Last month, I turned 44. One day you find yourself at a wedding, dancing in the cool way you always have, and all the sudden you are a roaring geek and an embarrassment to your children. And, of course, they do not hesitate to point this out. This past February, with my birthday fast approaching, I was feeling kind of depressed about all this, so I went out shopping. Retail therapy, you know. As it turned out I had an incredible experience at the mall that day (yes, the mall… when’s the last time you heard that out of someone over the age of 13?).
I was in one of my favorite stores, one of those retail chains that carry merchandise geared towards today’s cool and disenfranchised youth, when I saw a Ramones' Rocket to Russia t-shirt on the wall. I stood there, sighed, and said to myself, “Now THAT was a great album!” Just seeing it got me reminiscing about my New York City punk rock adolescence, and I asked a store employee if they carried the CD.
The multiply-pierced, fuchsia-haired sales girl laughed, and said, "The Ramones? We've been sold out for weeks! They come in and go out the same day.” Perplexed, I went on to ask if she thought the record store might have it in stock. (See? I gave my age away right there! "Like, what’s a 'record' lady?")
She looked confused (or maybe it was just the way the chain that went from her nose to her ear was pulling her cheek), and finally replied, “I don’t know, but you might try the music store three doors down, you might luck out.”
So off I go, determined to get the damn CD and continue my trip down memory lane. I swept the store's rows and rows of digital media with my eyes, and headed toward the Pop/Rock section. I thumbed through the Rs. Nothing. I asked the frighteningly young sales clerk with, yes, a lip piercing, where I might find the Ramones, and he said "Oh no, you wouldn't find them in the pop/rock section, we have a new 'Punk/Ska' section!" (New?)
He brings me over to the area in question, and my eyes fall on the cover of the Sex Pistol’s Never Mind the Bollocks. I reminisce out loud that this was the record I bought with my first paycheck from Woolworth's when I was 14. He got this glazed look in his eyes and said, "You have this on vinyl? This is a CLASSIC!" Then he picked up a copy of Rocket to Russia as if it were the Holy Grail and said, "Do you know they are coming out with a tribute album to the Ramones?" Since I was not really interested in the lead singer from Coldplay singing "Sheena is a Punk Rocker" I tuned him out and said, "Oh, great."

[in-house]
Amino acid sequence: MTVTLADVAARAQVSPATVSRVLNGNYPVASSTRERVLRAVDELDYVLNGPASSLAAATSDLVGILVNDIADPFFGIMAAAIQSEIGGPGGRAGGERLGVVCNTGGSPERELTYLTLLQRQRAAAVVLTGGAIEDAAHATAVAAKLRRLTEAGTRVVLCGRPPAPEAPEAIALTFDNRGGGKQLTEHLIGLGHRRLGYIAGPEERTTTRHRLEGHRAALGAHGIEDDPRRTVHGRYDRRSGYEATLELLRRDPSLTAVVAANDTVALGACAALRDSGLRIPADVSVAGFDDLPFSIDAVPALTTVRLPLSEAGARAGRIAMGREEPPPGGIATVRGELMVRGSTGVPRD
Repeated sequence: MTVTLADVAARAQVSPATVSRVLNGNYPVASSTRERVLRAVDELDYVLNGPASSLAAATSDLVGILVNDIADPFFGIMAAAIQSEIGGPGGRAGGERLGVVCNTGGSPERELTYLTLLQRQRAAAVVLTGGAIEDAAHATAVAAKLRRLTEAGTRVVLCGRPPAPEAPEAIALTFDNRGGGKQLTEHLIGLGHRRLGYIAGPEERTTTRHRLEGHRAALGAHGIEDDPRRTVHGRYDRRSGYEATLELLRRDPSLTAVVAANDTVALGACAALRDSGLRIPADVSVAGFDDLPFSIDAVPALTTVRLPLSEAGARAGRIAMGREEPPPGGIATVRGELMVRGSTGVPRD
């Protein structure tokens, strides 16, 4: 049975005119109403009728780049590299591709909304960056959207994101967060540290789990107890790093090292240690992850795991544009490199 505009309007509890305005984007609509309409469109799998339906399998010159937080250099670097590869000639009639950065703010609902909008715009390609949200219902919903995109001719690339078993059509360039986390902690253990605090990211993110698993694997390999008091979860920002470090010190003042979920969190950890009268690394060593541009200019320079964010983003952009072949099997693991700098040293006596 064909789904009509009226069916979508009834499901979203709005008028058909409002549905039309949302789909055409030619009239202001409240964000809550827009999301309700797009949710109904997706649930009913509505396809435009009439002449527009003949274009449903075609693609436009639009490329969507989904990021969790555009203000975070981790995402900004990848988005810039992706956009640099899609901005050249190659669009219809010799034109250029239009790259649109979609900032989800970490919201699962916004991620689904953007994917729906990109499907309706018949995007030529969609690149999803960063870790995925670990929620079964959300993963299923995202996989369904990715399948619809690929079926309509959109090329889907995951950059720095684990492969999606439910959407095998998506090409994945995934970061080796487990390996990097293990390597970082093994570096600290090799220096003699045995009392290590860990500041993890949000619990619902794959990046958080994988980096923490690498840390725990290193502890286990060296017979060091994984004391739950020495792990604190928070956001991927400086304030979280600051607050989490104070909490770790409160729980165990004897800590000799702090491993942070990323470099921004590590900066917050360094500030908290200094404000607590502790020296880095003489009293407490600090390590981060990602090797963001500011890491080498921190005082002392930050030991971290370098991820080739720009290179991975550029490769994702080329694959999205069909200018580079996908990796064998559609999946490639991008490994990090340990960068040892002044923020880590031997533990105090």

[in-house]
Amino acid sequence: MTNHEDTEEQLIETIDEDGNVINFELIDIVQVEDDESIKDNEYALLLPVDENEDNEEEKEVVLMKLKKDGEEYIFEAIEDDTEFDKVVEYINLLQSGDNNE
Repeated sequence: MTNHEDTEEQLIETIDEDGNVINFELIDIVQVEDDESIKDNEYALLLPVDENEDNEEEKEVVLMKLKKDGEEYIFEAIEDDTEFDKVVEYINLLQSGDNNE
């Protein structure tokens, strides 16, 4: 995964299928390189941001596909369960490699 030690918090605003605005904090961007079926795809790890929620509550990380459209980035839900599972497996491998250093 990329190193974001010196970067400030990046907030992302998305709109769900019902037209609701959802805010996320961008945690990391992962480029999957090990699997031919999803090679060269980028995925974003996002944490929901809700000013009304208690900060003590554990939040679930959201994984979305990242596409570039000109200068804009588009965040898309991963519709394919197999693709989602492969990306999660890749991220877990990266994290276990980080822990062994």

I was feeling rather old as I brought the over-priced "retro" CD to the check out and placed it on the counter. I grabbed some headphones from a nearby rack and asked the other incredibly young man behind the register if they had any sturdier ones for my ten-year-old. At this he glanced down at my CD purchase and asked incredulously, "Your ten year old is into the Ramones?" and I say, "Well, yes, kind, but the CD’s for me, I was talking about the headphones."
"You're into the Ramones? Cool!"
He seemed so impressed I went on to say, "Yeah, I saw them three or four times in the late 70s."
At this point his jaw hit his chest and he gasped, "You SAW THE RAMONES LIVE?"
Enjoying this I added, "Yeah, in Central Park for $7.50"
He didn't even have words for that, he just sputtered "Central Park?" and I went on to list who I had seen live that year: Blondie, Elvis Costello, the Heartbreakers… I thought he was going to have a seizure, and he looked at me with glazed eyes as if I was a celebrity.
All of the sudden as I stood there basking in the young man's awe — weeks away from my 44th birthday — I felt that maybe this growing older thing wasn't so bad. I used to say that the definition of middle age was when the music of your youth comes back in style as "retro," and here I am. On the way home I turned up the Ramones and remembered the nights of CBGBs, Max's Kansas City, and the Mudd Club. After the clubs closed in the wee hours, we would stumble out blinking at the sunrise with our spiked hair, fishnet stockings, and leather motorcycle jackets, and go home and change into our Catholic school uniforms and go straight to school, smelling vaguely of scotch. "Well," I smiled to myself, head bobbing to "I Want to be Sedated" as I drove down I-89, "I may be middle-aged, but I guess I'm not so uncool after all."
Recently, my son unearthed some photographs of me taken during my punk days, and he was clearly impressed. “Mom! You were so young and cool!”
To which my husband replied, “Yeah, and when someone tries to insult you by saying ‘Your Mom wears combat boots!’ you can say, ‘Yes, she did!’”Powered by Sidelines